Revolt is Sean Combs' vision to put together a music network to fill a space he felt existed in the marketplace - especially when it comes to dealing with music television and content. Other music networks have moved away from actually covering music, but we are dedicated to it in the way that CNN covers news and ESPN covers sports.
We are focused on the whole ecosystem of music. We want to cover it in an authentic way. Music's popularity is not waning, so Revolt aims to be central to the conversations young people have around music.What has been your main mode of promoting the new channel?
To reach our demographic of young people, we had to be social and make sure content was able to be social by design. We had to work hard on Twitter, Instagram, Facebook, and other growing platforms.
We don't want Revolt to be just a channel - but an entire content platform that has a channel. Before we launched, we were reaching out to audiences on YouTube and on their mobile devices. We needed to have a social media voice we transferred to the network. The most important thing is that we continue to be interactive.What did you do to start the conversation?
To build engagement and anticipation for The Weeknd's Kiss Land album, for example, we executed a social campaign that connected Abel Tesfaye [The Weeknd's real name] with fans in an authentic way. We produced a provocative viral video and told fans to call a mobile line with a Toronto area code [where Tesfaye lives]. Callers were led to a voicemail where they received a message from Abel. Each day, we put out compelling Instagram images and tweets informing fans when to call.
We also released behind-the-scenes footage of his preparation for his tour. After receiving more than 25,000 voicemails, he called fans back personally and engaged them on Twitter, which we uploaded a video of online. Custom Kiss Land skins were created for all of our social platforms.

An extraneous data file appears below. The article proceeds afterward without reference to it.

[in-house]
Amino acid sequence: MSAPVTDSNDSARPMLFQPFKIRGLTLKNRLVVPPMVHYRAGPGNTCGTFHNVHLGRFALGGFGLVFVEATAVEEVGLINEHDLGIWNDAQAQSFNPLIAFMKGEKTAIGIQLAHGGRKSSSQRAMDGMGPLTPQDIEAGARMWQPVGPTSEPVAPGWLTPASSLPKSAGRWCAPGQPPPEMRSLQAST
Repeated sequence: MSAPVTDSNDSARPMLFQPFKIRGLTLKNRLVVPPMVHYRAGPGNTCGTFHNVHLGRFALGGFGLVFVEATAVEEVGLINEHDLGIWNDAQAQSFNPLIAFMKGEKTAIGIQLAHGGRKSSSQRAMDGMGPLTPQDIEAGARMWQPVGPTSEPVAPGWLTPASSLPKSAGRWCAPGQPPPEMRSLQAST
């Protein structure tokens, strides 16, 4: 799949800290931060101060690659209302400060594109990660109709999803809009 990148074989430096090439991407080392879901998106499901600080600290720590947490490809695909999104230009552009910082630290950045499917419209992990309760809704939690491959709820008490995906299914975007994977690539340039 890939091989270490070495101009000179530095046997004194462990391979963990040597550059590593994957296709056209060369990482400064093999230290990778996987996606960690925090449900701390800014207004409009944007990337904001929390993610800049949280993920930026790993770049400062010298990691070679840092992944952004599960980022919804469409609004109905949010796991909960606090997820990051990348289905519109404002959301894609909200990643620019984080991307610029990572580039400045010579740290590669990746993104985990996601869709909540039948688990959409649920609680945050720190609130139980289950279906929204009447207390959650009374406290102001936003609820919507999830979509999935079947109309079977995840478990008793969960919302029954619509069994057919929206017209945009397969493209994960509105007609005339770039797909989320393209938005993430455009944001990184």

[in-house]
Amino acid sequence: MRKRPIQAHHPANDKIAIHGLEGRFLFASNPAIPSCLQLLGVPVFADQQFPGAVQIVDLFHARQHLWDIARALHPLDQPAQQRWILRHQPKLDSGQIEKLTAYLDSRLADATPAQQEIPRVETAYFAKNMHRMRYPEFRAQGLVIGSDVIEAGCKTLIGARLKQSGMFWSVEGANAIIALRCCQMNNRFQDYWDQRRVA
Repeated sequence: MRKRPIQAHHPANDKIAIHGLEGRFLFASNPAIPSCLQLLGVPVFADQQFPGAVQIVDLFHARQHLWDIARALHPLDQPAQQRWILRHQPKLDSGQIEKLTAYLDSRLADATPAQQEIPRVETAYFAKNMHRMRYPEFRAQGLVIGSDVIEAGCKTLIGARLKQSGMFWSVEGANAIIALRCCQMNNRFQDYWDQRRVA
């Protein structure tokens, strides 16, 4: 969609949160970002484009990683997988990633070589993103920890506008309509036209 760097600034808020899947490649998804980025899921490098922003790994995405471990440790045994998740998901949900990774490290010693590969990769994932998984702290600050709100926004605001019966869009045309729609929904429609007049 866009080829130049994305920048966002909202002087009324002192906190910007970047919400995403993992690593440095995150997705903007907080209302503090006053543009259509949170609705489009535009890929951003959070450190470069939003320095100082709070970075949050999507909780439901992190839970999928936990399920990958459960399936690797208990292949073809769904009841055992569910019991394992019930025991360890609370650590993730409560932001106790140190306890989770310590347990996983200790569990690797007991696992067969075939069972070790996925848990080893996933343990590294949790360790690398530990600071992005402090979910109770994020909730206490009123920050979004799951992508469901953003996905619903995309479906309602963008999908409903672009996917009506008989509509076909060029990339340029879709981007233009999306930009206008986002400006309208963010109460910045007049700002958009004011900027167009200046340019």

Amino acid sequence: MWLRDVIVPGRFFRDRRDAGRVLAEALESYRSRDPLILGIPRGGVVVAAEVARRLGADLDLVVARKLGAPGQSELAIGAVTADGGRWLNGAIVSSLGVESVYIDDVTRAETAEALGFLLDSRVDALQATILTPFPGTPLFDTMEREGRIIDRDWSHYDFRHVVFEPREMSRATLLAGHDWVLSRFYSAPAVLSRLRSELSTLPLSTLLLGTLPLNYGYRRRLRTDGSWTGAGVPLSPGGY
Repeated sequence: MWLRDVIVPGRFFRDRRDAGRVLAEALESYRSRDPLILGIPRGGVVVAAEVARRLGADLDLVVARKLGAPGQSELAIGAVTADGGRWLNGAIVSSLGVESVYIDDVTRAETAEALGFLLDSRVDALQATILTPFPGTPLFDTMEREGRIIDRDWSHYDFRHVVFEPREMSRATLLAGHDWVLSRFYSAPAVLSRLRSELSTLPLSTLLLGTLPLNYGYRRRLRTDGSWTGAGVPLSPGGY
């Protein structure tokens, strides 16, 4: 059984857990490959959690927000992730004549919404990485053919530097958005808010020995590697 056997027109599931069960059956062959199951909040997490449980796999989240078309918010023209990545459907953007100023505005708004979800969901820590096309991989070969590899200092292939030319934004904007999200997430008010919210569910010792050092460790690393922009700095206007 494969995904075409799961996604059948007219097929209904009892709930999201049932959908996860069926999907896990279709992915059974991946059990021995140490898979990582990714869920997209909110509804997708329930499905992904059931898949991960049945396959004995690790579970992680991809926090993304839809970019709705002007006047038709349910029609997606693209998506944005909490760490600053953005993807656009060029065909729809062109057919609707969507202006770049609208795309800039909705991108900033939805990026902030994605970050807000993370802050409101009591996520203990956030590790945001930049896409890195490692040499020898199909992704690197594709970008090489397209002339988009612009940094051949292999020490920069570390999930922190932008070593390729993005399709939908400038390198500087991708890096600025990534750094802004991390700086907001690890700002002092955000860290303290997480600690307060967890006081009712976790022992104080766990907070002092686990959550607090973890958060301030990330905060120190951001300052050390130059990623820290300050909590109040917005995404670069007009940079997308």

To close out the campaign, we released a graphic telling fans to meet The Weeknd before his Jimmy Kimmel Live performance for an impromptu album signing, which caused a fan riot on Hollywood Boulevard.How can PR pros tap into your channel?
We are always looking for good stories and information about music. If you look at our launch and how social media is picked up on different stories, there is an influence across not just traditional media, but also a good amount of the blogosphere.
For example, we showed rehearsal footage of Miley Cyrus and Robin Thicke that gave insight about what was going on before the MTV Video Music Awards. This kind of thing gives PR pros an example of how Revolt's mission is to go deeper and find different ways to use the power of artists and the relationships they have with their fans to benefit brands. We will work with major media names on advertising and a promotional basis, such as Beats by Dre, for example.What role does PR play?
We use 42West, which has really helped to position us. The firm has awesome celebrity experience and a solid music background.
We also have an in-house communications unit that works with 42West to define our priorities and how they should be handled.
To be good in media you have to surround yourself with people who are part of the culture. That's what we are doing. We have a number of people - not just from the social media side, but everything from programming to producing the network - that understand or are part of the demographic we are going after. This is the only way we can continue to be innovative.What are your biggest challenges?
Finding ways to continue to show the people who are in cable distribution that this is a good channel to have, and that we can bring a young energetic audience - the viewers of the future. We need to prove that our audience will be valuable to them.
We also need to continue to engage our advertising partners and provide them with a good environment for their brands, but at the same time keep our content on the edge so we keep the attention of young people. We have our work cut out for us, but Combs' experience has been helpful for us.Looking ahead, do you have any grand plans for expansion?
Getting domestic distribution is a big challenge. We have to stay focused on that before we think about looking globally. But we do have eventual plans to go worldwide.
Seeing the success of others in the music space - such as Viacom, for example - that have developed great businesses overseas really helps us to look forward to that.